The point is, if a singularity is possible, irrespective of our equations exploding once the values approach infinity, it was just sheer pot luck that the equations seemed to predict singularities. Why is it so? Even after more than 100 years, we currently cannot do better than Einstein so we must assume that the equations are correct. Singularities are an assumption. And equations do not explode unless something is very, very wrong.

Cheers.
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Re: Food for thought - debunking some folk-science

Post by Pippin » Sat Oct 26, 2019 6:57 am

Everything is electric.

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Re: Food for thought - debunking some folk-science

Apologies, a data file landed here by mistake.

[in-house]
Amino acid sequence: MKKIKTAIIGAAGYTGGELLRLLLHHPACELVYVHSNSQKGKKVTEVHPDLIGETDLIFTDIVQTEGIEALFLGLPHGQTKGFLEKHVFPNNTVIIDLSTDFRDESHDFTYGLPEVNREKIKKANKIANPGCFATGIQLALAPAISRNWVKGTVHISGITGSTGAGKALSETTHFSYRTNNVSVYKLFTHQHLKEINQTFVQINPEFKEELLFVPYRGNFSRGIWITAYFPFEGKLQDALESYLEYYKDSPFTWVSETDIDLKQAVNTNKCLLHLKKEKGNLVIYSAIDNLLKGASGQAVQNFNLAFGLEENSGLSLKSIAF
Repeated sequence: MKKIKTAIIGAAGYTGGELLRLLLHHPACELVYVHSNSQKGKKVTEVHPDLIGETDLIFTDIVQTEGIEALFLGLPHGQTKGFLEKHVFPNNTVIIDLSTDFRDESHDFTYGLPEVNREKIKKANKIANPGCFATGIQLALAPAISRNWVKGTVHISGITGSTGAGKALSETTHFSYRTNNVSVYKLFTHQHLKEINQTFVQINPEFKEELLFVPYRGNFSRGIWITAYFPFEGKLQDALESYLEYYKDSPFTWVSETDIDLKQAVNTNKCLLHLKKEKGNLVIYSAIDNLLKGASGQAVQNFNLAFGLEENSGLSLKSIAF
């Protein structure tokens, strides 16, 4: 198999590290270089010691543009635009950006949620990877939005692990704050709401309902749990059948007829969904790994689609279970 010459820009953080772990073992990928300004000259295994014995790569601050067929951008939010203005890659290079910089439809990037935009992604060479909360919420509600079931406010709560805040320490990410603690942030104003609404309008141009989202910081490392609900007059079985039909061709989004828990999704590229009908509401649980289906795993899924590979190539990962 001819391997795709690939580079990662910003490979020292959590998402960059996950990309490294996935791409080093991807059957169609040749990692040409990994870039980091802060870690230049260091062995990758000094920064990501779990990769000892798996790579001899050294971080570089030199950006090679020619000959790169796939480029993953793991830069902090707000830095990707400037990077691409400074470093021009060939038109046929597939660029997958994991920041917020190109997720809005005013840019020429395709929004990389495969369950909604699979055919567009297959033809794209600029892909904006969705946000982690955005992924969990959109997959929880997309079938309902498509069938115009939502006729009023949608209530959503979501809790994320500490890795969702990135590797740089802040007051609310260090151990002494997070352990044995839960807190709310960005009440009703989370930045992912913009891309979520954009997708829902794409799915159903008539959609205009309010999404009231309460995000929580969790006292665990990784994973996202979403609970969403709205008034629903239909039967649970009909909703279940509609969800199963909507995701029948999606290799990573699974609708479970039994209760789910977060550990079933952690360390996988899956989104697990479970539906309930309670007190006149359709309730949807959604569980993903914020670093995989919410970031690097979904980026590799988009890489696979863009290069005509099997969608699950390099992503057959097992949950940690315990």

Post by catweazel » Sat Oct 26, 2019 7:11 am

One must be wary of whackjob pronouncements from self-proclaimed 'scientists'.

"What this site is about is a new form of science to replace classical theory..."

What on earth does he suppose contemporary theory (QM) did? And he can't spell 'straight'... strait????

lol
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Re: Food for thought - debunking some folk-science

Post by gm10 » Sat Oct 26, 2019 7:28 am

catweazel wrote:
Sat Oct 26, 2019 6:46 am
In modern physics, quantum physics that is, not your clockwork universe Newtonian physics, we know that the future can directly influence the past. While this may seem completely off the wall, it is modern physics, and it can be proven.
Not exactly proven. There are several theories trying to explain observed quantum effects, and retro-causality/time-synchronicity is just one of them.